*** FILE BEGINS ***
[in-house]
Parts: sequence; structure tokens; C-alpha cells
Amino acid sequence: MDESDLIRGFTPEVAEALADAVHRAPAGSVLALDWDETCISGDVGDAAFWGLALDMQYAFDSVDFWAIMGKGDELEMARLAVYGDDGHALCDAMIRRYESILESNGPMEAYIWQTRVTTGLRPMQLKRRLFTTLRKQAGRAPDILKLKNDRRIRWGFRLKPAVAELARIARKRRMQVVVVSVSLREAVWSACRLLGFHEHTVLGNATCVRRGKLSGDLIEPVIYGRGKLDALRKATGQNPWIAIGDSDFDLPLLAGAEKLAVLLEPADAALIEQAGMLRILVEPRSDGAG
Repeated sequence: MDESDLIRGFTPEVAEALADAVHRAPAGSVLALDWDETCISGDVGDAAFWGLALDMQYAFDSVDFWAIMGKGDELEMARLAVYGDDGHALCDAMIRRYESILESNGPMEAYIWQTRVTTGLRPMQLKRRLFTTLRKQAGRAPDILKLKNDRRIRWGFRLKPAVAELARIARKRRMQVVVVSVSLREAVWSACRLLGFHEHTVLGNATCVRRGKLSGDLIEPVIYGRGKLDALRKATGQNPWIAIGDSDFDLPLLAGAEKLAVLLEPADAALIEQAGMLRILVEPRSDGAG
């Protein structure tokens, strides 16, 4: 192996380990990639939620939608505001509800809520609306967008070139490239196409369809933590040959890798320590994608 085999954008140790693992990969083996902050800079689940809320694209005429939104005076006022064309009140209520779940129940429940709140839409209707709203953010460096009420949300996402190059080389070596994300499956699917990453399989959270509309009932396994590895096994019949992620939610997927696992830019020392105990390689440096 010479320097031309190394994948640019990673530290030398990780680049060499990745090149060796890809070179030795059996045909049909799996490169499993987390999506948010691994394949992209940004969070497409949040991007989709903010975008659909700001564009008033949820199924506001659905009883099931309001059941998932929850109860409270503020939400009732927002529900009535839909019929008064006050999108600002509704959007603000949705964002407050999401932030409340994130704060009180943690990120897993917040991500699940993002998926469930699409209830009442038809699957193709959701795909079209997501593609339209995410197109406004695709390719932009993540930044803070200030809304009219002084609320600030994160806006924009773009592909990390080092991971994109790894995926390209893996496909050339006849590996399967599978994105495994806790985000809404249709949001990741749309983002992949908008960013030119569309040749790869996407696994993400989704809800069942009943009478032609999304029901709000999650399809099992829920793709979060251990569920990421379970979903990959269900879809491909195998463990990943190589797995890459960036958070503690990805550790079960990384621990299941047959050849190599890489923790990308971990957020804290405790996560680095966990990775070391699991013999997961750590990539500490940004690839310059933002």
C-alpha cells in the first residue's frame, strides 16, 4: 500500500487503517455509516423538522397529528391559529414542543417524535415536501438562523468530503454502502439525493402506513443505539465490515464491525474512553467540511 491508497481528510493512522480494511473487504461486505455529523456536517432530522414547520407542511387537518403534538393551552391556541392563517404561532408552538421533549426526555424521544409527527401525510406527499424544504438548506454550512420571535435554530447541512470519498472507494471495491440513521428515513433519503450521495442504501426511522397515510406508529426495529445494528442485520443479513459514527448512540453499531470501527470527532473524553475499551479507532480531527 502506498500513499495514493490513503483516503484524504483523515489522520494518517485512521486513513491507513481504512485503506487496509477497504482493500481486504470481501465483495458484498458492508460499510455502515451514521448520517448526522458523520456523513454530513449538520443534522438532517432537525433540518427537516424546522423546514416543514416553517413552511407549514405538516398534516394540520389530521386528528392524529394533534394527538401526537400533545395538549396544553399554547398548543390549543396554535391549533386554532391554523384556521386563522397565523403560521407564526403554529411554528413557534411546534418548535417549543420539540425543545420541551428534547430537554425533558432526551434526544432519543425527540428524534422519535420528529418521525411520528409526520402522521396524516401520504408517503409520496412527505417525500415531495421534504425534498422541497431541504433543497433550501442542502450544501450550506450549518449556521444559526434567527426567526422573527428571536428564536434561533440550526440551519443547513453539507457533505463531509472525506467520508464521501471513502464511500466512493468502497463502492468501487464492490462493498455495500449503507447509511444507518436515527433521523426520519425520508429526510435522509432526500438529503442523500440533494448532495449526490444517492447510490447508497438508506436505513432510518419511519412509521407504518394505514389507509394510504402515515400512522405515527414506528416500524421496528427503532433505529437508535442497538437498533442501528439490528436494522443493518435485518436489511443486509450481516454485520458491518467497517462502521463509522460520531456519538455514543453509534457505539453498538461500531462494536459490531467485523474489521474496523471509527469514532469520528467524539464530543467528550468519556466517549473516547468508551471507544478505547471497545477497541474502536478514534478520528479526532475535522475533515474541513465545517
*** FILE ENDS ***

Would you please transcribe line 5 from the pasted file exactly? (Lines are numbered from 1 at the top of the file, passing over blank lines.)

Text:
């Protein structure tokens, strides 16, 4: 192996380990990639939620939608505001509800809520609306967008070139490239196409369809933590040959890798320590994608 085999954008140790693992990969083996902050800079689940809320694209005429939104005076006022064309009140209520779940129940429940709140839409209707709203953010460096009420949300996402190059080389070596994300499956699917990453399989959270509309009932396994590895096994019949992620939610997927696992830019020392105990390689440096 010479320097031309190394994948640019990673530290030398990780680049060499990745090149060796890809070179030795059996045909049909799996490169499993987390999506948010691994394949992209940004969070497409949040991007989709903010975008659909700001564009008033949820199924506001659905009883099931309001059941998932929850109860409270503020939400009732927002529900009535839909019929008064006050999108600002509704959007603000949705964002407050999401932030409340994130704060009180943690990120897993917040991500699940993002998926469930699409209830009442038809699957193709959701795909079209997501593609339209995410197109406004695709390719932009993540930044803070200030809304009219002084609320600030994160806006924009773009592909990390080092991971994109790894995926390209893996496909050339006849590996399967599978994105495994806790985000809404249709949001990741749309983002992949908008960013030119569309040749790869996407696994993400989704809800069942009943009478032609999304029901709000999650399809099992829920793709979060251990569920990421379970979903990959269900879809491909195998463990990943190589797995890459960036958070503690990805550790079960990384621990299941047959050849190599890489923790990308971990957020804290405790996560680095966990990775070391699991013999997961750590990539500490940004690839310059933002």